This season, Díaz has been undeniably worse. As alluded to above, his strikeout rate has experienced a dip, but his K-BB rate still ranks eighth among the 174 qualified relievers through the end of June. This drop is probably not due solely to regression, but it’s still worth noting that Díaz has only fallen from the 99th to the 95th percentile in the statistic. He’s still elite in that regard. Of course, strikeouts and walks aren’t the only things that matter, but relievers have less of an opportunity (at least compared to starters) for batted ball luck to even out within one season. One bad outing, like Díaz’s against the Phillies, can influence their full season numbers pretty significantly. Díaz has allowed 17 earned runs this season (4.78 ERA). Twelve of them have come across just three outings.

With all of this in mind, the first factor I decided to investigate was natural regression. As noted above, there is almost certainly more at play here, but the question I was trying to answer was this: With natural regression included, how much worse should Díaz be this year? With this information as a baseline, I could compare how much worse Díaz is versus how much worse he should have been.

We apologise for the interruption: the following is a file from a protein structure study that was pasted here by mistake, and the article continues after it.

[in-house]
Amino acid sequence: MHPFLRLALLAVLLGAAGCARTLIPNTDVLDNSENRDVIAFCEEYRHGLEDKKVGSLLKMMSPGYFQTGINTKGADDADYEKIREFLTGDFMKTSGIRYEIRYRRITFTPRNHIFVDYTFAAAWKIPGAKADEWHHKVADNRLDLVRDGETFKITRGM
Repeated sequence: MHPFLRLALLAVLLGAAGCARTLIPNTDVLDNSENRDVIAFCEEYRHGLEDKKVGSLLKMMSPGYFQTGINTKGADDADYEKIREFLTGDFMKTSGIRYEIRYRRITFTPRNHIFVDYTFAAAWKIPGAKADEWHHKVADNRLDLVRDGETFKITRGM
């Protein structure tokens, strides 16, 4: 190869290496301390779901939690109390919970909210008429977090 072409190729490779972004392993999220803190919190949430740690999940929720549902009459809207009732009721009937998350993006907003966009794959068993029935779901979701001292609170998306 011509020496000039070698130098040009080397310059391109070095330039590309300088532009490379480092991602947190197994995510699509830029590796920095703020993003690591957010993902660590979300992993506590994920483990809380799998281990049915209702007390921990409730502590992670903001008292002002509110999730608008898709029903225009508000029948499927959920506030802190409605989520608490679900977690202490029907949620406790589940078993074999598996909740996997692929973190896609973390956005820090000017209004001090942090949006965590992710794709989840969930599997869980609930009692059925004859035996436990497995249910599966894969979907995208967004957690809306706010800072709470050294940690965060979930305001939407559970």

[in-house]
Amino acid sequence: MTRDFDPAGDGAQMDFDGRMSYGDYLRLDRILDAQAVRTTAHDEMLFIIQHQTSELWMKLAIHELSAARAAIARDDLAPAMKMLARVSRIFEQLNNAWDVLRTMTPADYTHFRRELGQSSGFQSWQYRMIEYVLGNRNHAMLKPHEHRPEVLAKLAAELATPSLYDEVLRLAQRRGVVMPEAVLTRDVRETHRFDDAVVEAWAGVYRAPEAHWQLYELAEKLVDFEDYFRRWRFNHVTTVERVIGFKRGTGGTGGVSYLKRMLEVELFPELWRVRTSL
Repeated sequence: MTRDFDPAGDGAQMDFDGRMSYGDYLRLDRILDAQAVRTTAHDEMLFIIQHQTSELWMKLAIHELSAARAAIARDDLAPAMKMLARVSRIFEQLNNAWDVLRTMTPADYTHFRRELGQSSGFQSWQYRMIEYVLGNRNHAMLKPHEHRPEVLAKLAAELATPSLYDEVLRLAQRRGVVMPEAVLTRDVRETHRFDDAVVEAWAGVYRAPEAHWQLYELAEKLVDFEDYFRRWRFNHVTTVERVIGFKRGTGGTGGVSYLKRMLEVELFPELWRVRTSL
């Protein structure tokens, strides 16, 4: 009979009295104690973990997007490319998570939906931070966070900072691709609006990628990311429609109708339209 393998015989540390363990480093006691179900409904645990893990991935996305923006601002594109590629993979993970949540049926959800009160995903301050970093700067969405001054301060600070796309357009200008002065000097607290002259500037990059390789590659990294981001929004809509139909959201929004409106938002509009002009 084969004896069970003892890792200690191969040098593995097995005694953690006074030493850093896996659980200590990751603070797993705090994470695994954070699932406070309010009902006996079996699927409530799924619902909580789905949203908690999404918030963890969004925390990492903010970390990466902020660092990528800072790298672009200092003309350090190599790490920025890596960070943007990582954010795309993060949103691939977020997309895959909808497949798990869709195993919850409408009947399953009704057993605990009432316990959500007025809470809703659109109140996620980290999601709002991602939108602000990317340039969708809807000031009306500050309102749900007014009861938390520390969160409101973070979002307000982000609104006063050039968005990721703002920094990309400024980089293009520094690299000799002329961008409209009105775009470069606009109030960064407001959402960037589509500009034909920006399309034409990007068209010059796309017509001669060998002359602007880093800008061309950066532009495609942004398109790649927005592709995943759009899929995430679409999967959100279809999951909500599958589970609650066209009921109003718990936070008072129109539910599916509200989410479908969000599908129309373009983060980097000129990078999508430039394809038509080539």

To answer this question, I ran three tests. Using data from 2017 and 2018, I plotted relievers’ Year 0 and Year 1 ERAs, FIPs, and xFIPs in search for a correlation. (I only included relievers who pitched more than 30 innings in both seasons, providing a sample of 148 players.) Just how much does a reliever’s Year 0 statistic influence their Year 1 statistic? Just to provide some context, we’d expect the ERA correlation to have the least strength due to the variance of batted balls. The correlations for FIP and xFIP should be demonstrably stronger.